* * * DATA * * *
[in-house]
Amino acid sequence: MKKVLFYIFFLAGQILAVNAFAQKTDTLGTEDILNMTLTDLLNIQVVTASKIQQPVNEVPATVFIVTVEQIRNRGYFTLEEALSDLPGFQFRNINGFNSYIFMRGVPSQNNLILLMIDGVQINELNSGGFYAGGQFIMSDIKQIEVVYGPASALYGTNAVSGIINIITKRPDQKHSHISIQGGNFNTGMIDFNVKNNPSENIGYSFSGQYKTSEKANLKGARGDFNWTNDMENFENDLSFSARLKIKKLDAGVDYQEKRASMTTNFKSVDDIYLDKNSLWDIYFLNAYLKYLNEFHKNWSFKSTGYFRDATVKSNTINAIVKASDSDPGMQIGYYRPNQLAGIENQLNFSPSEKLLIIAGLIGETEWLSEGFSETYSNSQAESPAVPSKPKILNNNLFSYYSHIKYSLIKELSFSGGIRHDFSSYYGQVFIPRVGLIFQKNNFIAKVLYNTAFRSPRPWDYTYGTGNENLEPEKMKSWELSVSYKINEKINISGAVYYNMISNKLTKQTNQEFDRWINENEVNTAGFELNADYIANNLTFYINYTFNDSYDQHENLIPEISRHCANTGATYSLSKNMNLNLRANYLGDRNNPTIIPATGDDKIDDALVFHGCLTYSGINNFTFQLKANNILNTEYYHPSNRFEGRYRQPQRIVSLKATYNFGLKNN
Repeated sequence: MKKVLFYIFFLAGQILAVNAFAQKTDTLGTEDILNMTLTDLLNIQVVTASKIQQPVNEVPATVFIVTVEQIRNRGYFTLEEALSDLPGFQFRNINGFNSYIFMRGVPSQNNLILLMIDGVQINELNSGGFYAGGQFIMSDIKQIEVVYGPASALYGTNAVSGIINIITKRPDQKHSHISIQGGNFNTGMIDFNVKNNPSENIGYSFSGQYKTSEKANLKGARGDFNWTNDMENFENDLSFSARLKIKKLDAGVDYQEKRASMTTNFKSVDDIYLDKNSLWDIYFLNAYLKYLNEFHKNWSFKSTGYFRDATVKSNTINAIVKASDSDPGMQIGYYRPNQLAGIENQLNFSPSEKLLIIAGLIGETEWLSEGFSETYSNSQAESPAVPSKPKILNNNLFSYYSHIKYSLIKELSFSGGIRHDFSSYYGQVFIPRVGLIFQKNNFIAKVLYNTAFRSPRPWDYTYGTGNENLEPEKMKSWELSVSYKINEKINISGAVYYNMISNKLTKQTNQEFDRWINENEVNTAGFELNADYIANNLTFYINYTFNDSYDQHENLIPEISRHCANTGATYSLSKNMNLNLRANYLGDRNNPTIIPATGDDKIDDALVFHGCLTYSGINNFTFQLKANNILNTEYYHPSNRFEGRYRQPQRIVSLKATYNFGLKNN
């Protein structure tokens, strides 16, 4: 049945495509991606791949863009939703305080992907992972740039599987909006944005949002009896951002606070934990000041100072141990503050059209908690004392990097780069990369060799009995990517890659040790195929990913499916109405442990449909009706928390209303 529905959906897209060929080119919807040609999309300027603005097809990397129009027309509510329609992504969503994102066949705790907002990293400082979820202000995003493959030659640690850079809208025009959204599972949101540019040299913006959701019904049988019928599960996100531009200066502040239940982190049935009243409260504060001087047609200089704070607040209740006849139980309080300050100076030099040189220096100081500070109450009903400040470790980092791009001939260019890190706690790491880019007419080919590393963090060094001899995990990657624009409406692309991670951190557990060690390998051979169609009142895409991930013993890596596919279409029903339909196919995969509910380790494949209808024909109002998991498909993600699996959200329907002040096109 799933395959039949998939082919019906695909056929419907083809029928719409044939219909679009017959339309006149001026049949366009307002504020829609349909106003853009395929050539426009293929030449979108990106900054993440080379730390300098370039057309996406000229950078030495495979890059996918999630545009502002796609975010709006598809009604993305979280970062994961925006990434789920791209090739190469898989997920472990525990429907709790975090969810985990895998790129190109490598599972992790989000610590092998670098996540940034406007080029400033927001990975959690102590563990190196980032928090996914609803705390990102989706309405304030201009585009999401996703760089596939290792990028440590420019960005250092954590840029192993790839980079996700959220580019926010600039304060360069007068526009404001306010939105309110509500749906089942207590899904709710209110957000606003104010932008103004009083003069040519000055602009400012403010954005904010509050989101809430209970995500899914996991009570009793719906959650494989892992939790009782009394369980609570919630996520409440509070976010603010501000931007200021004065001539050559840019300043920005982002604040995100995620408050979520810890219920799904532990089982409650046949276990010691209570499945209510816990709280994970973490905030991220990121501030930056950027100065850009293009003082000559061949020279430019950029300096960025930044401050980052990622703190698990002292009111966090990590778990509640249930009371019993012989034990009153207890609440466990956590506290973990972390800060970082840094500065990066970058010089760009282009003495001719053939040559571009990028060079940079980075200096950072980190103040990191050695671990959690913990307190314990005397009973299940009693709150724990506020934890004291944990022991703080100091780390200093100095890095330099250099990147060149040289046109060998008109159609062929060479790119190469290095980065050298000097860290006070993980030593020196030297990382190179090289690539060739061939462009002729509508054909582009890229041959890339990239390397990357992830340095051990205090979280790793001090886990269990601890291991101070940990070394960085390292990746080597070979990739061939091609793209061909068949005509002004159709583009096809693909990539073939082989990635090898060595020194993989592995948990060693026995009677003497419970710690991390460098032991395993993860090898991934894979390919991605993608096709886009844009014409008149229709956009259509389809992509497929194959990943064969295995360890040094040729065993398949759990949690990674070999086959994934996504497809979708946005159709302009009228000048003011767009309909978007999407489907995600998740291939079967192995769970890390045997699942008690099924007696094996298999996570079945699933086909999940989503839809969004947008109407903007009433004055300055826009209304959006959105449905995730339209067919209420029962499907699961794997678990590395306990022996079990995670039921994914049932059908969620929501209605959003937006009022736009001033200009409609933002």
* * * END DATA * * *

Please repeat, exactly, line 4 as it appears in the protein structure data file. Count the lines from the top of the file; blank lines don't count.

């Protein structure tokens, strides 16, 4: 049945495509991606791949863009939703305080992907992972740039599987909006944005949002009896951002606070934990000041100072141990503050059209908690004392990097780069990369060799009995990517890659040790195929990913499916109405442990449909009706928390209303 529905959906897209060929080119919807040609999309300027603005097809990397129009027309509510329609992504969503994102066949705790907002990293400082979820202000995003493959030659640690850079809208025009959204599972949101540019040299913006959701019904049988019928599960996100531009200066502040239940982190049935009243409260504060001087047609200089704070607040209740006849139980309080300050100076030099040189220096100081500070109450009903400040470790980092791009001939260019890190706690790491880019007419080919590393963090060094001899995990990657624009409406692309991670951190557990060690390998051979169609009142895409991930013993890596596919279409029903339909196919995969509910380790494949209808024909109002998991498909993600699996959200329907002040096109 799933395959039949998939082919019906695909056929419907083809029928719409044939219909679009017959339309006149001026049949366009307002504020829609349909106003853009395929050539426009293929030449979108990106900054993440080379730390300098370039057309996406000229950078030495495979890059996918999630545009502002796609975010709006598809009604993305979280970062994961925006990434789920791209090739190469898989997920472990525990429907709790975090969810985990895998790129190109490598599972992790989000610590092998670098996540940034406007080029400033927001990975959690102590563990190196980032928090996914609803705390990102989706309405304030201009585009999401996703760089596939290792990028440590420019960005250092954590840029192993790839980079996700959220580019926010600039304060360069007068526009404001306010939105309110509500749906089942207590899904709710209110957000606003104010932008103004009083003069040519000055602009400012403010954005904010509050989101809430209970995500899914996991009570009793719906959650494989892992939790009782009394369980609570919630996520409440509070976010603010501000931007200021004065001539050559840019300043920005982002604040995100995620408050979520810890219920799904532990089982409650046949276990010691209570499945209510816990709280994970973490905030991220990121501030930056950027100065850009293009003082000559061949020279430019950029300096960025930044401050980052990622703190698990002292009111966090990590778990509640249930009371019993012989034990009153207890609440466990956590506290973990972390800060970082840094500065990066970058010089760009282009003495001719053939040559571009990028060079940079980075200096950072980190103040990191050695671990959690913990307190314990005397009973299940009693709150724990506020934890004291944990022991703080100091780390200093100095890095330099250099990147060149040289046109060998008109159609062929060479790119190469290095980065050298000097860290006070993980030593020196030297990382190179090289690539060739061939462009002729509508054909582009890229041959890339990239390397990357992830340095051990205090979280790793001090886990269990601890291991101070940990070394960085390292990746080597070979990739061939091609793209061909068949005509002004159709583009096809693909990539073939082989990635090898060595020194993989592995948990060693026995009677003497419970710690991390460098032991395993993860090898991934894979390919991605993608096709886009844009014409008149229709956009259509389809992509497929194959990943064969295995360890040094040729065993398949759990949690990674070999086959994934996504497809979708946005159709302009009228000048003011767009309909978007999407489907995600998740291939079967192995769970890390045997699942008690099924007696094996298999996570079945699933086909999940989503839809969004947008109407903007009433004055300055826009209304959006959105449905995730339209067919209420029962499907699961794997678990590395306990022996079990995670039921994914049932059908969620929501209605959003937006009022736009001033200009409609933002």